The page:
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'The Farm Guy': Exploring New Ideas and Growing Techniques in the Pacific


To some, Sam Williams is known as “the farm guy”.  He plants demonstration vegetable gardens to test crops, soil and approaches to gardening that will help members of The Church of Jesus Christ of Latter-day Saints and communities in the Pacific grow food for their families.

Recent testing has included keyhole gardens.  According to Sam, “A keyhole garden is a raised bed, composting, and recycling system all rolled into one.  The design creates a garden that uses recycled materials, less water and maintenance.  Kitchen and garden waste are added to the center basket.  The soil bed layers are slightly sloped away from the center to help water and compost tea distribution.  As the materials decompose, soil and composting materials are added to the bed in later growing seasons.”

The Hafokas, a family of eight who live in Tonga, built their keyhole garden in a square shape and fenced it with wood and wires.  It stands about two and a half meters high so it is easy to tend and is out of the way of animals and people passing by. 

“The first thing we put is cardboard boxes at the ground layer,” explains Elina Hafoka.  “Then skin crops in the second layer, then after that we put soils in the middle layer, then more skin crops, and then soil with a basket in the middle of the keyhole.”  Her family chose to plant onions, lettuce, and chili peppers.

Elina describes how her family benefits from their keyhole garden: “Every time we don’t have food, that’s where we get food, and we always have a good delicious dinner every evening.”


According to Sam, “Our demonstration farms in Samoa are used to test new ideas and growing techniques for different soil and weather conditions around the Pacific.  Some ideas were more successful than others, but the keyhole garden concept and application has proven to work really well so far.  I was introduced to the idea by a friend and mentor Dr. Malcolm Hazelman.  By following a principle called K.I.S.S. (Keep it Simple & Sustainable), the keyhole garden has had a huge interest.”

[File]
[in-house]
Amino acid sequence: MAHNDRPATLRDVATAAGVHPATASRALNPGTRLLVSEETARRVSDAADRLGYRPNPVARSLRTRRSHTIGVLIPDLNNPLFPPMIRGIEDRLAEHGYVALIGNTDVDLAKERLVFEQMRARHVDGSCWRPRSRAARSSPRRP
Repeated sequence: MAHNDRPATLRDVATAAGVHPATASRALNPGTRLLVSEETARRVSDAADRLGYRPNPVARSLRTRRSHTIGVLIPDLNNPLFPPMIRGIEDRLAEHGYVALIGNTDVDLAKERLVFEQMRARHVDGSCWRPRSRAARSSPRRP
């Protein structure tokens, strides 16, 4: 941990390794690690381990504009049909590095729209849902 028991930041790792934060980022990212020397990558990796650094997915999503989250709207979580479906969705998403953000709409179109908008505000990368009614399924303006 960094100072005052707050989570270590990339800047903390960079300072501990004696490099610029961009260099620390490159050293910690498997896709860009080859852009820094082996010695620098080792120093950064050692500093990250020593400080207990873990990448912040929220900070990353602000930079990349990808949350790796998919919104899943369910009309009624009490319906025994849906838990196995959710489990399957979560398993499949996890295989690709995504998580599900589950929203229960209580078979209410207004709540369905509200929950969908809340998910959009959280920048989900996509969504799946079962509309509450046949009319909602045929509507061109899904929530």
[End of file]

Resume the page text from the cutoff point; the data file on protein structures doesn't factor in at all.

The benefits of keyhole gardens over traditional gardens are:

  • Keyhole gardens require only a small area of ground.
  • The use of recycled material makes these gardens inexpensive or free to build.
  • The short bed distance (from outer wall to the center basket) makes the garden easy to tend.
  • Composting is easy.  It works by adding garden waste to the handy center compost basket.
  • The center compost basket provides a steady supply of plant nutrients.
  • Due to moisture from mulching and from the center basket, a keyhole garden uses less water, so it has high drought-tolerance.
  • Each garden can be modified to fit the owner’s needs, like a child being able to help or handicap accessibility.
  • The raised design removes the threat of trampling by pets and humans.

Sam also cautions that the project “is young and has some teething issues we’re resolving as we go.”  However, he adds, “It seems to have given families a new motivation and for some a new found love for gardening and eating better.”

Sister Anne Maughan, a senior missionary for the Church in Auckland, New Zealand, says, “When we were in Tonga we went to visit several keyhole gardens.  They were beautiful, and [people] were eating vegetables from them.  All of the gardens had a little different twist to them, some more effective than others.”

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